You could not think that the game was a quarter final game,the tempo was slow.HoweverGermany became the first team to reach the semi-finals of the World Cup as Mats Hummels’ first half header gave them a hard-fought 1-0 win against France at the Maracana.
The Borussia Dortmund defender held off the challenge of Raphael Varane to loop home Toni Kroos’ free-kick with his head in the 13th minute.
Mathieu Valbuena and Antoine Griezmann forced Manuel Neuer into fine saves but Les Bleus could not find an equaliser to force extra-time.
Joachim Low’s side will now face the winner of Brazil vs Colombia for a place in the final on July 13.
Well, they did it again. It’s four on the trot now — a record. Germany have not missed a World Cup semi-final date this century.
It was 1998, in France, when they last failed to be in competition in the last week of the tournament, and they will be there again, in Belo Horizonte on Tuesday. Back here again a week on Sunday? There is no reason why not.
Germany did not have the best chances, or play the best football, but they were excellent in possession, decisive and sharp and found a way to win, as the best teams do. As Germany do, so often in fact.
That the goal came through Mats Hummels, a bold selection by coach Joachim Low, just adds to the evidence that Germany are simply at home in tournament football in a way other countries — you know who — are not.
France have a good record of going deep into the competition once out of the first round, too, but they met their match here. Germany were set up too well to let them pass, despite the best efforts of Mathieu Valbuena, Antoine Griezmann and Karim Benzema.
There was a lot of French pressure in the second-half, but the best chance fell to Germany. When Mesut Ozil broke down the left flank, his cross laid the ball on a plate for Thomas Muller, who should have claimed Germany’s second and took the last remaining tension from the game. Instead, he missed the ball, which fell to substitute Andre Schurrle who could not continue his run of five goals in consecutive internationals. Hugo Lloris saved with his feet.
Muller came close in the 71st minute, too, with a low shot that Schurrle could not convert, but this was far from the most impressive German performance of this World Cup.
That, in its way, makes it all the more impressive.
This is a team that finds a way to win, that cuts a path through — that didn’t even pack its suitcases for departure from Rio de Janeiro, because it had no contention of going home. Confident? Arrogant? Check the record. They have every reason to be both.
It was a first-half that vindicated German coach Joachim Low in so many ways. He made change before the match, big changes, brave changes.
Out went Arsenal defender Per Mertesacker, in came Mats Hummels, returning after illness. Out went Mario Gotze and the false nine system, in came the veteran striker Miroslav Klose, 36 years old and a goal away from becoming the uncontested top goalscorer in World Cup history.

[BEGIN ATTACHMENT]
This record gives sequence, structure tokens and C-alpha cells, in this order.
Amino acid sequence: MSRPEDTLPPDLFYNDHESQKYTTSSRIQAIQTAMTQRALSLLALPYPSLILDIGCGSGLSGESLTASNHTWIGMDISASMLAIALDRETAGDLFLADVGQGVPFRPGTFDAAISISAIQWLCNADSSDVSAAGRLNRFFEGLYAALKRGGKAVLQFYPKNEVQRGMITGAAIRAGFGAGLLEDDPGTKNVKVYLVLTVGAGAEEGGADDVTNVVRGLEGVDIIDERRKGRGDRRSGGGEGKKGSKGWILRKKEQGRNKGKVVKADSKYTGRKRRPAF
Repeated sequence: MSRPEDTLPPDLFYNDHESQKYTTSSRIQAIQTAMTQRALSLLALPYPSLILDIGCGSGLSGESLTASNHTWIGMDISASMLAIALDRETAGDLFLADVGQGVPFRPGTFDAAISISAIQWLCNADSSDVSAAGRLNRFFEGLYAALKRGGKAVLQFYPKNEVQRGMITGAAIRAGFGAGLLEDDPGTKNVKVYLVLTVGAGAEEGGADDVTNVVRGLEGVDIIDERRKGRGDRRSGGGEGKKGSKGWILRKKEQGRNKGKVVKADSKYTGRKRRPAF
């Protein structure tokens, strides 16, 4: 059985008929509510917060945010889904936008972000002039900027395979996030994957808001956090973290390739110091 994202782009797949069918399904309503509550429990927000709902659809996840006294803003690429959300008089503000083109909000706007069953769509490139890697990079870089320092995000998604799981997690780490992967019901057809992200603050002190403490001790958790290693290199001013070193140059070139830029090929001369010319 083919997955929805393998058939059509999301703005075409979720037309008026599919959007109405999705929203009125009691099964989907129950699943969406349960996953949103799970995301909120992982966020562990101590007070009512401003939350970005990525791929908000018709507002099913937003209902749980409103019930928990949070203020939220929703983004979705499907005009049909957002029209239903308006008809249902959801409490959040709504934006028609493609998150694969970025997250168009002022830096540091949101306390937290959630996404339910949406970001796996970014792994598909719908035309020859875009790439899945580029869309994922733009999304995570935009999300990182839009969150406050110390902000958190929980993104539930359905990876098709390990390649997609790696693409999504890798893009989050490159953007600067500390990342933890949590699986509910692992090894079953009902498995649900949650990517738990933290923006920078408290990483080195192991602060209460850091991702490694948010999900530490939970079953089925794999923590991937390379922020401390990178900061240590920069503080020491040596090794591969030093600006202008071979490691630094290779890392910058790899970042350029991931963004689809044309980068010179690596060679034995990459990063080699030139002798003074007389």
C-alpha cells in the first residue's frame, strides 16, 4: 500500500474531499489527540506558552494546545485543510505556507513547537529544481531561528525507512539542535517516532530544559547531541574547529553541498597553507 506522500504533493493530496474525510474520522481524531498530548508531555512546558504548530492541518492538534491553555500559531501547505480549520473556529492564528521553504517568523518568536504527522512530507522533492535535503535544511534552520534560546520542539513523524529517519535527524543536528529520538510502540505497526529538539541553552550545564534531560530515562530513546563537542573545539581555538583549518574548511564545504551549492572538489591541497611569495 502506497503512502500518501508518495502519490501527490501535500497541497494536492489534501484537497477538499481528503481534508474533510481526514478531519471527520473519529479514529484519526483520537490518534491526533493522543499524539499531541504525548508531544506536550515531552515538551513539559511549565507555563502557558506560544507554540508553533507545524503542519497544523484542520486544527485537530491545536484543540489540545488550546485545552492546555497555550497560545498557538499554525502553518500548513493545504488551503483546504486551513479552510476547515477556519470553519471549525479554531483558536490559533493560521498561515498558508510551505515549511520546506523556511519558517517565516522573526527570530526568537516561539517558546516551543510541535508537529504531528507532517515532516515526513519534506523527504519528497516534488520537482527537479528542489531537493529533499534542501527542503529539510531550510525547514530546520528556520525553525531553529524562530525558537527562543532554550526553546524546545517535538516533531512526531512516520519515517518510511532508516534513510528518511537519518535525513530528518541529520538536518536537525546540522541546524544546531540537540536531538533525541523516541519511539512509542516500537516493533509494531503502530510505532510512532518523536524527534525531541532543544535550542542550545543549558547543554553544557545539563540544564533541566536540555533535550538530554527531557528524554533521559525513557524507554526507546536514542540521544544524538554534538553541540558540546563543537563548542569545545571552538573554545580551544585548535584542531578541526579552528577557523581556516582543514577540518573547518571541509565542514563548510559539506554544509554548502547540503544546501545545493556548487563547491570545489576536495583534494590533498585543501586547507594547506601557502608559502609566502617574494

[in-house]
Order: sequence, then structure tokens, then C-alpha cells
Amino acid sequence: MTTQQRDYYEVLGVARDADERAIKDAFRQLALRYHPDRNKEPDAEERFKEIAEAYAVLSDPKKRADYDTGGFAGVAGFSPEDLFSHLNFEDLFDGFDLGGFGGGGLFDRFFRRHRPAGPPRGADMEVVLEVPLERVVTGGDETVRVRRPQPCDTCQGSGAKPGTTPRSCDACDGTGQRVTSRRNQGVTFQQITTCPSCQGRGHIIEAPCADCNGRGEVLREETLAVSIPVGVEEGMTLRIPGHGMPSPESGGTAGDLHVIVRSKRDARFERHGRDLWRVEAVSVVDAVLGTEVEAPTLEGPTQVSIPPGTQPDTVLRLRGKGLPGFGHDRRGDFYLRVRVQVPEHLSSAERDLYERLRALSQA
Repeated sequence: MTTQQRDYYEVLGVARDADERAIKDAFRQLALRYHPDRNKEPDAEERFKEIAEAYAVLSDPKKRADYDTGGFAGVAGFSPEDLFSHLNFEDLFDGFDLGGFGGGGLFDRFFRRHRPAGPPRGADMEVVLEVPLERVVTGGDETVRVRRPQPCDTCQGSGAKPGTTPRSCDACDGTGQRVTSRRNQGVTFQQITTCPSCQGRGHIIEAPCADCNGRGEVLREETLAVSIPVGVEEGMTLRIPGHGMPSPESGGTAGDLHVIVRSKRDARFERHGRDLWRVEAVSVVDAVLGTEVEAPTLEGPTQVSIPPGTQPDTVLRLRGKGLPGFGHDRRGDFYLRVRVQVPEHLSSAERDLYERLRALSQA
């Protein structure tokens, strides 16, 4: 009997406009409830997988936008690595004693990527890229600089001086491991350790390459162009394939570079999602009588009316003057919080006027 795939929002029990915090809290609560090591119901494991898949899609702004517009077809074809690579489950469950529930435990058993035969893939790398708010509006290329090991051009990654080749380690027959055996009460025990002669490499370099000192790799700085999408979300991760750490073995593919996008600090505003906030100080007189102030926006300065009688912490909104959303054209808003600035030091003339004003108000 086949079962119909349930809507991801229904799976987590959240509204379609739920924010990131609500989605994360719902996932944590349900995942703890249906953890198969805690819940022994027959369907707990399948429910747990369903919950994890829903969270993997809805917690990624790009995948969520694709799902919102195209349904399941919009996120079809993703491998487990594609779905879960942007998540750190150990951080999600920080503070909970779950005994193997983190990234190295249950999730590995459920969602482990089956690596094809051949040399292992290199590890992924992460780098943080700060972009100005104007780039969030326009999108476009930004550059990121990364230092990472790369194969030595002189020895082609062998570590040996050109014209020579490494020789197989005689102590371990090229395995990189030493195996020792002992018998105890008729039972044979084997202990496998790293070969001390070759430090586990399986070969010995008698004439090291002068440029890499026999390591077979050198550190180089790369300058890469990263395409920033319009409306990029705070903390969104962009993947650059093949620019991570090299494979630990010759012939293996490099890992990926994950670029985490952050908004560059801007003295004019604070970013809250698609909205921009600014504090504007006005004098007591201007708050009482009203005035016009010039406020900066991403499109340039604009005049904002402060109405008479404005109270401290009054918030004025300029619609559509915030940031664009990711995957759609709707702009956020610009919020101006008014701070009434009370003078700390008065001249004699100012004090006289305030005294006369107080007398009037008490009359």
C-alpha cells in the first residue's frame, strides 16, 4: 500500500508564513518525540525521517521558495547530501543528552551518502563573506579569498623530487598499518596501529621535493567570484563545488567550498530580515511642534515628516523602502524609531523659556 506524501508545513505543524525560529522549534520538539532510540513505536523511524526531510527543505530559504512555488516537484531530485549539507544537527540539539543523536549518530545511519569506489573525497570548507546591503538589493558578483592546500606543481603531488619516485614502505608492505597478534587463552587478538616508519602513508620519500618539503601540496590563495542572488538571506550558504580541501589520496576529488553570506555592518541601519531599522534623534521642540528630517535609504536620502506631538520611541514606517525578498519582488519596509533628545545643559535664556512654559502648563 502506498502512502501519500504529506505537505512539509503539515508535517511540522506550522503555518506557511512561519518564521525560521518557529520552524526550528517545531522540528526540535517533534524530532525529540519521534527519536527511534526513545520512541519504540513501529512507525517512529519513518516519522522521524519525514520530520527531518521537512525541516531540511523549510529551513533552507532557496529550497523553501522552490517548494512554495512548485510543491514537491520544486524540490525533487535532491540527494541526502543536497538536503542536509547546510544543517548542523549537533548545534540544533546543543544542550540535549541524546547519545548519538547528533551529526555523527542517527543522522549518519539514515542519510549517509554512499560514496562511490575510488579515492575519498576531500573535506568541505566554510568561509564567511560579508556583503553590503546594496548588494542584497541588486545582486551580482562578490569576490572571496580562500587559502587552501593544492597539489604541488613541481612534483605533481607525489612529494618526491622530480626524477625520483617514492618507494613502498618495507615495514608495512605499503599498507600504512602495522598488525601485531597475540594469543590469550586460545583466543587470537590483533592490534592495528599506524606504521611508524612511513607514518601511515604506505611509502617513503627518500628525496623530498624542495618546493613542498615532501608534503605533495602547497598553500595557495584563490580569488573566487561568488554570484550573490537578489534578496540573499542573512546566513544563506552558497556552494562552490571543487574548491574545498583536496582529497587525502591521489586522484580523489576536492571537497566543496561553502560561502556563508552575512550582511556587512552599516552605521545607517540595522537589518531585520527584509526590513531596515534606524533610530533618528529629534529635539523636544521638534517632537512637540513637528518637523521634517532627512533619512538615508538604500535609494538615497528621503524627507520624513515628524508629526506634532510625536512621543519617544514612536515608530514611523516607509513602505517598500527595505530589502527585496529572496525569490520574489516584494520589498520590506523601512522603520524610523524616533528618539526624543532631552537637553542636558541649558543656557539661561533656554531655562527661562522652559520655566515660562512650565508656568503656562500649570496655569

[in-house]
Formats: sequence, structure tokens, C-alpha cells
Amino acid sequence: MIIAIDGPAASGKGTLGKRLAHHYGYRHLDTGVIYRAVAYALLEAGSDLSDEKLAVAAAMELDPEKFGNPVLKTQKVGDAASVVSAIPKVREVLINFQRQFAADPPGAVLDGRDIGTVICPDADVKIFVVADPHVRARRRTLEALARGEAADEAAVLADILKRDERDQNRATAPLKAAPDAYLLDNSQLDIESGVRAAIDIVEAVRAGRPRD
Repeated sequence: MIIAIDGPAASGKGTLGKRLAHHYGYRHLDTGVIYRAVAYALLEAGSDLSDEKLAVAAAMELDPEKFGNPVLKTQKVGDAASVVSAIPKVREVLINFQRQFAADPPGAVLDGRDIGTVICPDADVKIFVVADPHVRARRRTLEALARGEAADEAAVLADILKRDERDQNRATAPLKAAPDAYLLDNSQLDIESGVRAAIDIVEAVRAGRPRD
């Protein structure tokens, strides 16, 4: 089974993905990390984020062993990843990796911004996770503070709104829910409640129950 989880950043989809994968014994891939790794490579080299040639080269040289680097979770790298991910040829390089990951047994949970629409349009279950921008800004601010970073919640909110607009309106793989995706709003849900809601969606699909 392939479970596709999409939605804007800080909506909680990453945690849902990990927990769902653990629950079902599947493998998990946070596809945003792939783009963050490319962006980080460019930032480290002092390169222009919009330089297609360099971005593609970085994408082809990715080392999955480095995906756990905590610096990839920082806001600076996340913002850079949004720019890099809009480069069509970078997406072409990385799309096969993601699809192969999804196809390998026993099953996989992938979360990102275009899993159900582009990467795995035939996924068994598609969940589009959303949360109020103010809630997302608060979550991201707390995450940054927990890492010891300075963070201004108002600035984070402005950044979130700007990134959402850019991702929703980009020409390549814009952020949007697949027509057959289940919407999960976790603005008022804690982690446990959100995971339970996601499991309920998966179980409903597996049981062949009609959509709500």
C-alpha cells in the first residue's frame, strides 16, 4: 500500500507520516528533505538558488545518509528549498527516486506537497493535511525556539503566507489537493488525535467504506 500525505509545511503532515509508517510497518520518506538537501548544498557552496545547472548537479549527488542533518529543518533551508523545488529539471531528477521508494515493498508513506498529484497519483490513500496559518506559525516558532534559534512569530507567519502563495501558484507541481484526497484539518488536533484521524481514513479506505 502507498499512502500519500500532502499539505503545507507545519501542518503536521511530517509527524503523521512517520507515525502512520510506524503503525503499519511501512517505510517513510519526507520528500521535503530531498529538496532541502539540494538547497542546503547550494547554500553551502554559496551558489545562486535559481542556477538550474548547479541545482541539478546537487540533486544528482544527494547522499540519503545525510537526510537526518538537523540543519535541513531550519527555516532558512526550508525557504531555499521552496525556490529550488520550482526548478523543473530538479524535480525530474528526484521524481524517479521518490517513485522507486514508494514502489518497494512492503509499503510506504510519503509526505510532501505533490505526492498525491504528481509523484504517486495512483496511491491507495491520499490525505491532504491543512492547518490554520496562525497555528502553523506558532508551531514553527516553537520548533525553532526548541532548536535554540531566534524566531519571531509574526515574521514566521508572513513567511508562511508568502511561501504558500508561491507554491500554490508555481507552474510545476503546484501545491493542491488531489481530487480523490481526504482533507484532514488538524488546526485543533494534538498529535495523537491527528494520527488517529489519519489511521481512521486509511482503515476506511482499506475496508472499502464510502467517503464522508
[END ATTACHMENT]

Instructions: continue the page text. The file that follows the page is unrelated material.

As for Philipp Lahm, the full-back turned central midfield player under Pep Guardiola at Bayern Munich this season, he reverted to his more familiar role.
As with all major surgery at a World Cup, it divided opinion — but 45 minutes in there could be no question that Low’s judgement had the evidence on its side.
rance had the best chances, but Germany had the all-important goal — and it came from Hummels, as did a vital 42nd minute defensive block to keep the scores level.
Equally important was Low’s understanding that France’s best weapon was pace and a ball over the top — hence his decision to remove Mertesacker from the line of fire. No, Germany were not flawless in stopping France getting through — but there is little doubt this would have been a very tough afternoon for the Arsenal man.
Hummels goal came in the 12th minute, from a straightforward set-piece that found France’s defence wanting. Toni Kroos whipped the ball in and Hummels got the better of Raphael Varane, so impressive for France until now, to head past the helpless Hugo Lloris.
A reasonable penalty shout in the 25th minute aside — Mathieu Debuchy certainly appeared to pull Klose’s shirt, but the fall was needlessly theatrical and did the German’s case few favours — the best of it belonged to France.
Yet Germany’s ease in possession was impressive, as was their measured styled and, once again, the performance of their goalkeeper Manuel Neuer.
He was talked of as Germany’s new sweeper after the match with Algeria, when he appeared to spend much of his time patrolling the outfield area behind the defensive high line, and that seems to be more of a deliberate ploy than a happy accident.
Low deserves credit for recognising that Neuer is as much footballer as goaltender and allows Germany to play in a different way.